Find Me Amongst the Black is the title, but it could equally describe the challenge facing the audience. Because it’s hard to find the person – the character, the feeling, the human presence – in this story. The plot, though, is clear enough: it’s a new take on an old story, of star-crossed lovers divided by bonds of family and belonging. In this version – written by Parv Bancil, choreographed and directed by Darshan Singh Bhuller, with Hardial Rai as co-creator of the story – Simmi (Seeta Patel) is a young British Punjabi who falls in love with Michael (Gerrard Martin), a man she meets on her regular commute from Southall station. But Michael is black – which, for Simmi’s brother Bally (Rashpal Singh Bansal), makes him from the wrong side of the tracks. No matter that Bally is himself dating a white girl; he burns with shame at his sister’s choice.
It’s a potent setup, and the outcome – foretold early on – is Simmi’s death. The bulk of the performance reveals different slants on the events leading up to the final enigma (was she pushed or did she jump?). The varying moods are echoed by three kathak dancers (Amina Khayyam, Hanna Mannila and Quincy Charles), who thread through the piece like a chorus, while voiceovers track the escalating over-identifications within the central love triangle of brother-sister-lover. Bally jackknifes his body, increasinlgy cut up about the situation. Michael’s accent grows ‘blacker’ as he points out while Bally doesn’t like Michael being black, he’s happy to listen to black music and dress in black style. Good point. In their midst, Simmi is caught between duty and desire, her body the site of internal as well as external battles.
It is both bold and necessary to raise such issues of desire and identity, race and hypocrisy, and it’s good to see racism shown as both deeper and wider than a simplistic white/non-white divide, and also exposed amongst South Asians. Even better to see it intersecting with gender, the figure of a woman becoming subsumed by and finally sacrificied to her emblematic role between men. But potent ideas do not necessarily make a potent piece, and Find Me Amongst the Black flounders among its issues and styles. The digital animation is the most inspired aspect of the production, cleverly mixing projections and animations, populating the stage with crowds and scenes. But its backdrop to Simmi and Michael’s “falling in love” scene – sunflower bursts against picture-postcard parody – is a knowing wink to the idea of romance in a scene where you really need to believe in depth of feeling.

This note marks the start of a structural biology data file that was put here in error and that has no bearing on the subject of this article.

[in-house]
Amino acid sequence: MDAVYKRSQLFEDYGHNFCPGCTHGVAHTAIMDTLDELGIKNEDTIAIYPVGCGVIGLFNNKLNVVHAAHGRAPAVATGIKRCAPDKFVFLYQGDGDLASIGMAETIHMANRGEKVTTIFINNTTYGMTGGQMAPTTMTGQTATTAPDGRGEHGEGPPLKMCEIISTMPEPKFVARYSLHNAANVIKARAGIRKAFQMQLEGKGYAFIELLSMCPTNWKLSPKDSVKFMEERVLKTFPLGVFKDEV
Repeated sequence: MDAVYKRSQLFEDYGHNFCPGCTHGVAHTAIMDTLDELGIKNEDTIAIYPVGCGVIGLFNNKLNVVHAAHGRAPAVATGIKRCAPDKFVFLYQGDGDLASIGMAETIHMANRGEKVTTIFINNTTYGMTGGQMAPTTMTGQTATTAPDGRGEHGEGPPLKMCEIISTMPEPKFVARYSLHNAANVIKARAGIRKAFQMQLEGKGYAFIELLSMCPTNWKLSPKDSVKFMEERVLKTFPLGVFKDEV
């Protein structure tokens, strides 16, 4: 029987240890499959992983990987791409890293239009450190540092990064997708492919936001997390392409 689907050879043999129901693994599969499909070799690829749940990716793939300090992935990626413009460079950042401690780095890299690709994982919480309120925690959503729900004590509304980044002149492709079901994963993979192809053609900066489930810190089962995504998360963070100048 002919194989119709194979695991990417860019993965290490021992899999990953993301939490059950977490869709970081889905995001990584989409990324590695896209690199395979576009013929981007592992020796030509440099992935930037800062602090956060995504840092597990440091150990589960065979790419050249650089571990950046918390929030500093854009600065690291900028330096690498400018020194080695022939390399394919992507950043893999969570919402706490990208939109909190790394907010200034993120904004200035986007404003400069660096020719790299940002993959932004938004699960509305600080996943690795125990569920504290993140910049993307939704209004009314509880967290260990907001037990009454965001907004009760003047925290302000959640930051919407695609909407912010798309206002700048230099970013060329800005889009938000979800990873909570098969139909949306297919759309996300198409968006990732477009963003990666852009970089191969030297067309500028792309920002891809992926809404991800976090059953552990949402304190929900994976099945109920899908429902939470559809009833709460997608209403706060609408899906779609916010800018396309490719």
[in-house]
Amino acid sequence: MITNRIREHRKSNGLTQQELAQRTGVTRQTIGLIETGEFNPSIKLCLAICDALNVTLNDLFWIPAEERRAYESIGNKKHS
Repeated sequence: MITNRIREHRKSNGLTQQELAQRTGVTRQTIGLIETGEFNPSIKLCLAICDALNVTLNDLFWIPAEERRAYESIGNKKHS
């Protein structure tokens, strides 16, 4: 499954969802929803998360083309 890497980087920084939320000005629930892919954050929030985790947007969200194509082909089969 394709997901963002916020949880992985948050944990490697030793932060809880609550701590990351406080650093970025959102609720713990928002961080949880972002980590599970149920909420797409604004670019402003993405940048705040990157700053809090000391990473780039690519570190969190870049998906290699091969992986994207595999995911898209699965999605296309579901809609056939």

Then there are odd musical discrepancies. After Simmi is beaten, we get what sounds like the theme tune to a 60s spy caper; so we really don’t feel her pain. And if the dancers, variously trained in kathak, bharata natyam and contemporary styles, are good in their own fields, the choreography struggles when they’re put together. The ending, a pure kathak sequence by the chorus, seems entirely tacked on, as if the dancers had wandered in from a different stage altogether. And too often, the underlying ideas are spelled out in voiceovers but not lived in performance.
There’s certainly a potent recipe behind Find Me Amongst the Black, but in practice it’s a bit of meal to get through. It has the feeling of too many cooks, with too many thematic and stylistic ingredients competing with each other. One final complaint: there’s a superfluous choreographic joke during the romance when Michael mistakes Quincy Charles for his beloved. The gay snigger is fleeting and peripheral – but also hard to stomach from a piece about double standards and loving the wrong person.